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Contraceptive Pearl: The Latest Updates on the Over-the-Counter Contraceptive Pill

By Joi C. Spaulding MD, MS

Opill, a daily progestin-only birth control pill (POP), was first approved for over-the-counter (OTC) use by the United States Food and Drug Administration (FDA) on July 13, 2023. As of March 2024, the pill is now available to people of all ages to purchase at retailers online and in stores nationwide, with no ID or prescription required. This groundbreaking move comes after decades-long organizing and advocacy led by the Free The Pill coalition to bring oral contraceptives over the counter in the United States and make contraception more accessible. This is the first oral contraceptive in the U.S. that does not require a prescription, and it is now the most effective form of OTC contraception available.¹

This OTC oral contraceptive pill is a progestin-only pill (POP) and contains 0.075mg of norgestrel, which is a synthetic progestin.² The pill should be taken at the same time every day and is considered to be effective two days after starting.³ Recent research suggests that for some progestin-only pill formulations, like Opill, if a pill is missed or delayed, the window for sustaining efficacy may be wider than 3-hours. If taken exactly as directed, the over-the-counter birth control pill is 98% effective in preventing pregnancy. However, with typical use, the efficacy is estimated to drop to 93%.³ Norgestrel 0.075mg pill is very safe for most people to take as contraindications to oral progestins are rare, such as breast cancer, severe cirrhosis, liver tumors, systematic lupus, having had malabsorptive bariatric surgery, and taking certain anticonvulsants or antimicrobial treatments.4-5 Research shows that people can accurately determine whether the OTC contraceptive pill is appropriate for them.6 For further details about the safety profile, risks, and eligibility criteria for POPs, check out this previous Contraceptive Pearl.

Although the FDA approval of an OTC oral contraceptive is a monumental step in expanding access to birth control, the cost of the pill can still be a barrier to use. The suggested retail price for Opill is $19.99 for a monthly supply, $49.99 for a three-month supply, and $89.99 for a six-month supply.3,7 Research shows that the highest amount the average person is willing to pay is around $15 for adults and $10 for teens. Additionally, about 15% of adults and 20% of teens cannot afford to pay anything.8 The OTC contraceptive pill is FSA/HSA eligible; however, it remains unclear if it will be covered by insurance without requiring a prescription, and coverage may vary by state and insurance plan. Access to contraception is a reproductive justice issue, and the out-of-pocket cost of Opill will disproportionately impact people of color and other marginalized communities that experience systemic oppression. While the manufacturers of the pill have introduced a cost assistance program, it will be important to ensure that this resource is easily available to all who need it.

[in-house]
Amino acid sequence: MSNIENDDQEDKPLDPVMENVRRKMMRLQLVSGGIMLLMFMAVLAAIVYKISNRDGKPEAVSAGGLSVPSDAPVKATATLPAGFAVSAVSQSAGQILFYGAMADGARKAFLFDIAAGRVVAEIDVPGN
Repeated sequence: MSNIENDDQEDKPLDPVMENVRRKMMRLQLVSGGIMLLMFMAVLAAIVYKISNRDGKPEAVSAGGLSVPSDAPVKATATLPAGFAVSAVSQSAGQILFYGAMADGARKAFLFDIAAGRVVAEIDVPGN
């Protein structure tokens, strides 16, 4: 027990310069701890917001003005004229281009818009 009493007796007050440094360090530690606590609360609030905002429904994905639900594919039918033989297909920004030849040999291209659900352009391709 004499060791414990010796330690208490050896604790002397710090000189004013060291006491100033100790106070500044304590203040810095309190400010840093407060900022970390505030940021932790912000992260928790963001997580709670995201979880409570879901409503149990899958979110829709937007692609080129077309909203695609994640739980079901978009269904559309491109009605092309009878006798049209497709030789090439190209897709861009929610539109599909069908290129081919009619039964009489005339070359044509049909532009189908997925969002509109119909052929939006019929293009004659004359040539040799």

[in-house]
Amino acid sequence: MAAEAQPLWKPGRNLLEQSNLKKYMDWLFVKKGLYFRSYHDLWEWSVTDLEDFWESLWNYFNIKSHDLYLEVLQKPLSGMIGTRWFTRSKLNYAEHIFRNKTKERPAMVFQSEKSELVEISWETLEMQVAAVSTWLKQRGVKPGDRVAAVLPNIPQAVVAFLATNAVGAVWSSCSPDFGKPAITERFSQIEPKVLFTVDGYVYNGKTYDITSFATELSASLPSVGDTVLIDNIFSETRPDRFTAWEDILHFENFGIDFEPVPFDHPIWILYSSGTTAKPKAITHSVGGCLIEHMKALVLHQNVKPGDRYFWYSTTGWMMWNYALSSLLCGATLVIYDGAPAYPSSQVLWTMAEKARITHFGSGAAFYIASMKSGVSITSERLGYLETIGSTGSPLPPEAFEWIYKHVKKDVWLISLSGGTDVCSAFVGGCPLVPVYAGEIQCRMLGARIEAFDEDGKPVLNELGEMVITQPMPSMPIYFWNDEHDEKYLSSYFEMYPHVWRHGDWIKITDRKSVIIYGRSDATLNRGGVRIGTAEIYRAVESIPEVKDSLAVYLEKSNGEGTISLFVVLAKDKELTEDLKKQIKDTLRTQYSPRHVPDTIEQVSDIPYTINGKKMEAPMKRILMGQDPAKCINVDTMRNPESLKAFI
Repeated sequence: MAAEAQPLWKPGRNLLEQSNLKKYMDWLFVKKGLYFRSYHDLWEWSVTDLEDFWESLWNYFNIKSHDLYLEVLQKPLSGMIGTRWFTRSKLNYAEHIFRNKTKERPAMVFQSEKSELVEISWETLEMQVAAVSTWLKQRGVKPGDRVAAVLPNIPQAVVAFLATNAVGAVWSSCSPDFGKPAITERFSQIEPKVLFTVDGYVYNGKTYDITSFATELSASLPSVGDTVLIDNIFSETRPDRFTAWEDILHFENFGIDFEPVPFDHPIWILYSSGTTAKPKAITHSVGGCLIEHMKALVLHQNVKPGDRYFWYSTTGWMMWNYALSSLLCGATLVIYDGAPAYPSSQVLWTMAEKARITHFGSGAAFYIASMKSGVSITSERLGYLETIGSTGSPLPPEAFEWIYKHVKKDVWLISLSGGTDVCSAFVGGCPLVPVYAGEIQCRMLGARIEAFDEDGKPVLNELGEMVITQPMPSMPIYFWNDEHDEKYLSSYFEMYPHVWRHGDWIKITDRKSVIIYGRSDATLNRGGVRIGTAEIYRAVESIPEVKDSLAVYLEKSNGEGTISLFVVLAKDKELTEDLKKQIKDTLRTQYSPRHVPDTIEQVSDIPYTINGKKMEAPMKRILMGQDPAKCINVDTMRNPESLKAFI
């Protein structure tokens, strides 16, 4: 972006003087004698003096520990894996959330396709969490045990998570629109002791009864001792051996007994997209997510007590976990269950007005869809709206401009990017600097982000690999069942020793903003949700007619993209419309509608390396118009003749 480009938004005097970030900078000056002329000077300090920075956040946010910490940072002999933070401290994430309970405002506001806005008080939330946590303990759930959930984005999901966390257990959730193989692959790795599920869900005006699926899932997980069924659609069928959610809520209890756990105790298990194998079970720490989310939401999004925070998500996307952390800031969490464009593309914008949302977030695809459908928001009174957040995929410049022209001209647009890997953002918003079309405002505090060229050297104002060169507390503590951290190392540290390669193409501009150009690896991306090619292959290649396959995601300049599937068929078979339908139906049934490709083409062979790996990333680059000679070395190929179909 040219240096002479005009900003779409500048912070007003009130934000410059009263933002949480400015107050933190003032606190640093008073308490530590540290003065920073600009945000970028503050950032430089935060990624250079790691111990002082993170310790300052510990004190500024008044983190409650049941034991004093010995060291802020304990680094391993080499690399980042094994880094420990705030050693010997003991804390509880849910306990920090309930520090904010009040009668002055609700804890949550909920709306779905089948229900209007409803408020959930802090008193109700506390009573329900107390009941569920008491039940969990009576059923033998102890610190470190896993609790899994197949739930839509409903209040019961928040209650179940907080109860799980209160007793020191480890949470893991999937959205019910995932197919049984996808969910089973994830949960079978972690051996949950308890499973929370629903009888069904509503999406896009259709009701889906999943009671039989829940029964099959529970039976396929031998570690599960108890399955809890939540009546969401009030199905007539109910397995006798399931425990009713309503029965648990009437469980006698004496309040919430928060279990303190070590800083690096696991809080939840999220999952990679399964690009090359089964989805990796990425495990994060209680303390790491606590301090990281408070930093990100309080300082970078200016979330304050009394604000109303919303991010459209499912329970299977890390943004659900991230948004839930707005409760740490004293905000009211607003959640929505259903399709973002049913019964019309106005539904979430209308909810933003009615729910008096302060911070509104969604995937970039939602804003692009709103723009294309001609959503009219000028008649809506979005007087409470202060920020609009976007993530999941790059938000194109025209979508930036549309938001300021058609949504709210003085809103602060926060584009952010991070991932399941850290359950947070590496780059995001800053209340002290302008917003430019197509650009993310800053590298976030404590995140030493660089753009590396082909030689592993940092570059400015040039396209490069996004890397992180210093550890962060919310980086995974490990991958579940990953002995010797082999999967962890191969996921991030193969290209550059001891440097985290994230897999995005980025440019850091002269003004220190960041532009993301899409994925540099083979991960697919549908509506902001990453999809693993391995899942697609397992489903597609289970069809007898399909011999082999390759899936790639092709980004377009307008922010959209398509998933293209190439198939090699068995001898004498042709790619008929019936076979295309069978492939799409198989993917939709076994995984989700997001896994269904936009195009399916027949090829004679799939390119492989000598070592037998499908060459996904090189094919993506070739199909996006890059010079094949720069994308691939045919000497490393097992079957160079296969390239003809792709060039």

RHAP Resources:

Your Birth Control Choices Fact Sheet

Progestin-Only Pill (Mini-Pill) User Guide

Progestin-Only Birth Control Sheet

Non-Prescription Birth Control Methods

Non-RHAP Resources:


1. Over-the-Counter Access to Hormonal Contraception: ACOG Committee Opinion, Number 788. Obstet Gynecol. 2019;134(4):e96-e105. doi:10.1097/AOG.0000000000003473

2. Commissioner, O. of the. (2023b, July 13). FDA approves first nonprescription daily oral contraceptive. U.S. Food and Drug Administration.

3. “For Providers: Frequently Asked Questions about Opill.” Free the Pill, Mar. 2024.

4. American College of Obstetricians and Gynecologists. (2023, January). Progestin-only hormonal birth control: Pill and injection. American College of Obstetricians and Gynecologists.

5. CDC – Summary – USMEC – Reproductive Health. Published 2019.

6. “Sober S, Bradford R, Henrie B, et al. Evaluation of consumer self-selection of a proposed over-the-counter, progestin-only daily oral contraceptive. Contraception. 2024;133:110401. doi:10.1016/j.contraception.2024.110401

7. “Opill®, Daily Oral Contraceptive Pill.” Opill, 2024, Accessed 9 Apr. 2024.

8. Grindlay K, Grossman D. Interest in Over-the-Counter Access to a Progestin-Only Pill among Women in the United States. Womens Health Issues. 2018;28(2):144-151. doi:10.1016/j.whi.2017.11.006

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